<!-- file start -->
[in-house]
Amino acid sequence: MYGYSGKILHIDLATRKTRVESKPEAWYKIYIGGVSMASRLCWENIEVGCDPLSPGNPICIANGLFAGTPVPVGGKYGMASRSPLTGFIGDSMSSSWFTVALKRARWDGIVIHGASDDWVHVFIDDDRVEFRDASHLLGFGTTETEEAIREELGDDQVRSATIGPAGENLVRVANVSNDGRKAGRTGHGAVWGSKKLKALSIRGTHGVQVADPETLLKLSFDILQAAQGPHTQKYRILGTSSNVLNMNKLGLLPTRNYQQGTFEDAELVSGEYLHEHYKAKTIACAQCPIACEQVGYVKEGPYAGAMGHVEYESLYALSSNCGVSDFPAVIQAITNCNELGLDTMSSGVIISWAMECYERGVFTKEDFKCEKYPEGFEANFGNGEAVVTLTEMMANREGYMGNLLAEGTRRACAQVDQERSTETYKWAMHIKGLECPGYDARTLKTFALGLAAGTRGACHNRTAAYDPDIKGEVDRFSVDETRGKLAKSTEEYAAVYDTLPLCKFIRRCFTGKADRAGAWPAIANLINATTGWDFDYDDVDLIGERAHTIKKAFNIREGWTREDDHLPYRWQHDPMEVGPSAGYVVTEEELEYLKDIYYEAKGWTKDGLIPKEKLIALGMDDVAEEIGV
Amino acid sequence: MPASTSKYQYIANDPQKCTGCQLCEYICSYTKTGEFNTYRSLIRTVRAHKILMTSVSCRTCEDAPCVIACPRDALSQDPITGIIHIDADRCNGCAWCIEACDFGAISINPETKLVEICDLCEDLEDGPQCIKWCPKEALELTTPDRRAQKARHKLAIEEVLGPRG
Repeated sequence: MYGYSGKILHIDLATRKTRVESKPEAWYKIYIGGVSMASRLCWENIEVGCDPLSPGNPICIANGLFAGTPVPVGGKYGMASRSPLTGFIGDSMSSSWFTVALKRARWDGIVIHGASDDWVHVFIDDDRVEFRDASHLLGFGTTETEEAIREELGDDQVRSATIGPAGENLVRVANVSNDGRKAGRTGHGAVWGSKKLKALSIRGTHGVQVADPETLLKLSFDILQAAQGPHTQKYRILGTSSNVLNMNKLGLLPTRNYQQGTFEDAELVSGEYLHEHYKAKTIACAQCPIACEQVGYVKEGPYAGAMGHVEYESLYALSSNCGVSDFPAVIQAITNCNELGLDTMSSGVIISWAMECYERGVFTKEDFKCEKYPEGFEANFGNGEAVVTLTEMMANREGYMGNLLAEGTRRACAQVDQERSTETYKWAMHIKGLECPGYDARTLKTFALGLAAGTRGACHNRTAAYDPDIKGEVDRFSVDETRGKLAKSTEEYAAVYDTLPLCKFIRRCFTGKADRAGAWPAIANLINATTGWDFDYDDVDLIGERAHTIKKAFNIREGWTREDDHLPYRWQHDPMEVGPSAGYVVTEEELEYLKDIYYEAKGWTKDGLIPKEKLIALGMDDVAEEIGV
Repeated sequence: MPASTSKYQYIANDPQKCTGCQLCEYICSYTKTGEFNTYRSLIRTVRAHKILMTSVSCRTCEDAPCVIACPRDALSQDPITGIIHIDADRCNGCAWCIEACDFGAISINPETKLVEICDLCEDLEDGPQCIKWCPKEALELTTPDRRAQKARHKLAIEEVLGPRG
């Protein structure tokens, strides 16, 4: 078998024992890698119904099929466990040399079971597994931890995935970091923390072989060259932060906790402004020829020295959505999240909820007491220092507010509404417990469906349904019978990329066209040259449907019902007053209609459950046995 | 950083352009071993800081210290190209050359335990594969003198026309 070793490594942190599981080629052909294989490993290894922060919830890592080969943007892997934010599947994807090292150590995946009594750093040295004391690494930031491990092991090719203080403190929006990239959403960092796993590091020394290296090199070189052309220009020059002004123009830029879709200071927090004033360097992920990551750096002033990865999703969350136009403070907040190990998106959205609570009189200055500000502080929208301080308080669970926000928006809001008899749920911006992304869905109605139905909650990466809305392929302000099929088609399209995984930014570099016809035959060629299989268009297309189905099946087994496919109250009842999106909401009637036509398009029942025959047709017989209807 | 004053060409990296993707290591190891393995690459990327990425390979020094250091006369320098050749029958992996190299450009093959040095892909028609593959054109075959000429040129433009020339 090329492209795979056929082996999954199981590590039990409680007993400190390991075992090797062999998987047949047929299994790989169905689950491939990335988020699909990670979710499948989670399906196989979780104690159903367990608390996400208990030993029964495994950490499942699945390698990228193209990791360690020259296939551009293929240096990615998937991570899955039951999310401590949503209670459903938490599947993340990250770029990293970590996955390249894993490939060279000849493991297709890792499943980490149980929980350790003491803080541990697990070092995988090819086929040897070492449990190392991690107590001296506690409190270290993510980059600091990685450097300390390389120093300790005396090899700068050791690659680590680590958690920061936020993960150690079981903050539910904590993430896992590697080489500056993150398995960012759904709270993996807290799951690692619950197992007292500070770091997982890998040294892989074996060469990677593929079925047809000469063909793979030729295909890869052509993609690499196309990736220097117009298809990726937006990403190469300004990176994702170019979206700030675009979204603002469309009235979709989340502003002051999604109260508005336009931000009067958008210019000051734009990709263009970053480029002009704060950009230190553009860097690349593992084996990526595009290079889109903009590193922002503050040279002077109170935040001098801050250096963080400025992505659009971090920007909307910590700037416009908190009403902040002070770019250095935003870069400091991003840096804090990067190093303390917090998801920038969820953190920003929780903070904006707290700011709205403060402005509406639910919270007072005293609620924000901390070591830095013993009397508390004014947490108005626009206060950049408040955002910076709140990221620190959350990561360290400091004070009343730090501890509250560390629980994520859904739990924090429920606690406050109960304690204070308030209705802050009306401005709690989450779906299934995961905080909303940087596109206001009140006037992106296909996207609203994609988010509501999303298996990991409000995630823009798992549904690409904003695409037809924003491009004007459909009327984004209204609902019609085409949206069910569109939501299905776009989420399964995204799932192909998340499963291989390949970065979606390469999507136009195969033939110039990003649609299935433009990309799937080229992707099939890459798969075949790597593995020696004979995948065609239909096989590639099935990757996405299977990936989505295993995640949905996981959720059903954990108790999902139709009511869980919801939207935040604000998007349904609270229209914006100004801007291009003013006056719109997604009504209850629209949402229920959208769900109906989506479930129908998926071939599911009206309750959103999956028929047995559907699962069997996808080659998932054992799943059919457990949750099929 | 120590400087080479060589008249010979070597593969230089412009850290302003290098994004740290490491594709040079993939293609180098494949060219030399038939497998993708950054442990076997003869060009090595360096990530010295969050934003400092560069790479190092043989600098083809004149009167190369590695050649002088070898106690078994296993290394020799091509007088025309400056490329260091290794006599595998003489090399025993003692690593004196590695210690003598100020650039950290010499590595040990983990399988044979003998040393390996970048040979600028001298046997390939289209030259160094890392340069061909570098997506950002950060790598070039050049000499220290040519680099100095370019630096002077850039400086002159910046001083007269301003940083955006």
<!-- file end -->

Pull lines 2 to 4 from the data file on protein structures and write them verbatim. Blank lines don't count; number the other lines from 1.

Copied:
Amino acid sequence: MYGYSGKILHIDLATRKTRVESKPEAWYKIYIGGVSMASRLCWENIEVGCDPLSPGNPICIANGLFAGTPVPVGGKYGMASRSPLTGFIGDSMSSSWFTVALKRARWDGIVIHGASDDWVHVFIDDDRVEFRDASHLLGFGTTETEEAIREELGDDQVRSATIGPAGENLVRVANVSNDGRKAGRTGHGAVWGSKKLKALSIRGTHGVQVADPETLLKLSFDILQAAQGPHTQKYRILGTSSNVLNMNKLGLLPTRNYQQGTFEDAELVSGEYLHEHYKAKTIACAQCPIACEQVGYVKEGPYAGAMGHVEYESLYALSSNCGVSDFPAVIQAITNCNELGLDTMSSGVIISWAMECYERGVFTKEDFKCEKYPEGFEANFGNGEAVVTLTEMMANREGYMGNLLAEGTRRACAQVDQERSTETYKWAMHIKGLECPGYDARTLKTFALGLAAGTRGACHNRTAAYDPDIKGEVDRFSVDETRGKLAKSTEEYAAVYDTLPLCKFIRRCFTGKADRAGAWPAIANLINATTGWDFDYDDVDLIGERAHTIKKAFNIREGWTREDDHLPYRWQHDPMEVGPSAGYVVTEEELEYLKDIYYEAKGWTKDGLIPKEKLIALGMDDVAEEIGV
Amino acid sequence: MPASTSKYQYIANDPQKCTGCQLCEYICSYTKTGEFNTYRSLIRTVRAHKILMTSVSCRTCEDAPCVIACPRDALSQDPITGIIHIDADRCNGCAWCIEACDFGAISINPETKLVEICDLCEDLEDGPQCIKWCPKEALELTTPDRRAQKARHKLAIEEVLGPRG
Repeated sequence: MYGYSGKILHIDLATRKTRVESKPEAWYKIYIGGVSMASRLCWENIEVGCDPLSPGNPICIANGLFAGTPVPVGGKYGMASRSPLTGFIGDSMSSSWFTVALKRARWDGIVIHGASDDWVHVFIDDDRVEFRDASHLLGFGTTETEEAIREELGDDQVRSATIGPAGENLVRVANVSNDGRKAGRTGHGAVWGSKKLKALSIRGTHGVQVADPETLLKLSFDILQAAQGPHTQKYRILGTSSNVLNMNKLGLLPTRNYQQGTFEDAELVSGEYLHEHYKAKTIACAQCPIACEQVGYVKEGPYAGAMGHVEYESLYALSSNCGVSDFPAVIQAITNCNELGLDTMSSGVIISWAMECYERGVFTKEDFKCEKYPEGFEANFGNGEAVVTLTEMMANREGYMGNLLAEGTRRACAQVDQERSTETYKWAMHIKGLECPGYDARTLKTFALGLAAGTRGACHNRTAAYDPDIKGEVDRFSVDETRGKLAKSTEEYAAVYDTLPLCKFIRRCFTGKADRAGAWPAIANLINATTGWDFDYDDVDLIGERAHTIKKAFNIREGWTREDDHLPYRWQHDPMEVGPSAGYVVTEEELEYLKDIYYEAKGWTKDGLIPKEKLIALGMDDVAEEIGV